As an added advantage of solutions of this invention, magnesium or calcium is provided to the stored cells, magnesium being of a valuable cofactor, and calcium being also used in cell growth and metabolism.
The above disclosure and the example below are offered for illustrative purposes, and are not intended to limit the scope of the invention of this application, which is defined in the claims below.
Solution containing the following, per 100 ml. of solution, was prepared:
______________________________________2000 mg. dextrose anhydrous900 mg. sodium chloride750 mg. mannitol27 mg. adenine220 mg. magnesium L-ascorbate-2- phosphatebalance waterpH 5.2 to 6.8______________________________________
One hundred ml. of the above solution were placed into a Fenwal blood bag and sealed therein. The bag was then sterilized at 238° F. for 45 minutes at a pressure of 29 p.s.i.g. The bag was then pasteurized, after label application, at 182° F. for 60 minutes at a pressure of 8.5 p.s.i.g., and then at 170° F. for 3 hours at a pressure of 8.5 p.s.i.g.
No discoloration due to dextrose degradation was noted. Also, the solution was analyzed, and it was determined that the typical loss of magnesium L-ascorbate-2-phosphate was about two percent.
The experiment of Example 1 was repeated, except that the amount of magnesium L-ascorbate-2-phosphate per 100 ml. of solution was 438 mg. After sterilization and pasteurization, the loss of magnesium salt was essentially four percent. No discoloration was noted.
|Cited Patent||Filing date||Publication date||Applicant||Title|
|US3328255 *||Dec 13, 1963||Jun 27, 1967||Elliot Lab Inc||Method and apparatus for treating blood|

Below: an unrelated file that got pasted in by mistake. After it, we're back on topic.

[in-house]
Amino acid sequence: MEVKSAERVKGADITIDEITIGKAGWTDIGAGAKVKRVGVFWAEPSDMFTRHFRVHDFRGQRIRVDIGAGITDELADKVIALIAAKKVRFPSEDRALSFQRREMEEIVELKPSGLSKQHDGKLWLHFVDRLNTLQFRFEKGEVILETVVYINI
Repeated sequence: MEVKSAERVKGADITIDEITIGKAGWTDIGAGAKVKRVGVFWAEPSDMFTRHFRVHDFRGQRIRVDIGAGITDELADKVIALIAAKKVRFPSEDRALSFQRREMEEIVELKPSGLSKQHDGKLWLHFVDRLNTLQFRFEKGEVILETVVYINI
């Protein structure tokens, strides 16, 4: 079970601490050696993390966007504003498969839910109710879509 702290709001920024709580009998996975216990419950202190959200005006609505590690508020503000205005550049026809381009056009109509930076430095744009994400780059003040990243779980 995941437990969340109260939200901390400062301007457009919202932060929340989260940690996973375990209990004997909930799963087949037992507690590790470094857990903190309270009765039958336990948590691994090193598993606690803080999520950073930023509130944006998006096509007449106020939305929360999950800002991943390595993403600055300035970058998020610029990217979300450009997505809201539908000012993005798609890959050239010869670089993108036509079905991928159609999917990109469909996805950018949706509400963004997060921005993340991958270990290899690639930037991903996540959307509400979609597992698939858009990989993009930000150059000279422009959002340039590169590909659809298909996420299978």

|US3347745 *||Dec 6, 1963||Oct 17, 1967||Union Carbide Corp||Process for freezing erythrocytes|
|US3658848 *||Oct 31, 1968||Apr 25, 1972||Takeda Chemical Industries Ltd||Method for production of ascorbic acid-3-phosphate|
|US3795581 *||Nov 1, 1971||Mar 5, 1974||American Hospital Supply Corp||Method of maintaining or restoring the 2,3-diphosphoglycerate content of human red cells|
|US3847738 *||Nov 1, 1971||Nov 12, 1974||American Hospital Supply Corp||Blood collection and preservation unit|
|US3874384 *||Mar 29, 1973||Apr 1, 1975||American Hospital Supply Corp||Improved blood storage unit and method of storing blood|
|US4151178 *||Jan 27, 1978||Apr 24, 1979||Kansas State University Research Foundation||Method of synthesizing fatty acid esters of ascorbic acid|
|US4179445 *||Jun 1, 1978||Dec 18, 1979||Kansas State University Research Foundation||Method of preparation of 2-phosphate esters of ascorbic acid|
|US4267269 *||Feb 5, 1980||May 12, 1981||Baxter Travenol Laboratories, Inc.||Red cell storage solution|
|US4314025 *||Jun 25, 1979||Feb 2, 1982||Sbr Lab, Inc.||Blood preservation anticoagulant solution|
|US4356172 *||Aug 15, 1980||Oct 26, 1982||Kuraray Co., Ltd.||Erythrocyte preservative and blood products for long-term storage|
|US4476221 *||Jul 11, 1983||Oct 9, 1984||Centre Regional De Transfusion Sanguine||Protective solution for preserving functional cells|
|US4609372 *||Oct 13, 1983||Sep 2, 1986||Miles Laboratories, Inc.||Heat sterilizable storage solution for red blood cells|
|EP0142002A2 *||Oct 4, 1984||May 22, 1985||Miles Laboratories, Inc.||Heat sterilizable storage solution for red blood cells and blood bags containing it|
|GB488784A *||Title not available|
|GB1054698A *||Title not available|
|SU143029A1 *||Title not available|
|WO1983003830A1 *||Apr 28, 1983||Nov 10, 1983||Charles Richardson White Gray||Blood products and processes for their production|
|1||*||Chemical Abstracts, vol. 101, 1984, 106959P, entitled Purification of L Ascorbic Acid 2 Phosphate Ester.|
|2||Chemical Abstracts, vol. 101, 1984, 106959P, entitled Purification of L-Ascorbic Acid 2-Phosphate Ester.|
|3||*||Data sheet from Takeda.|
|4||Tao et al., Chem. Abstr. #180436f, vol. 97, p. 648, 1982.|
|5||*||Tao et al., Chem. Abstr. 180436f, vol. 97, p. 648, 1982.|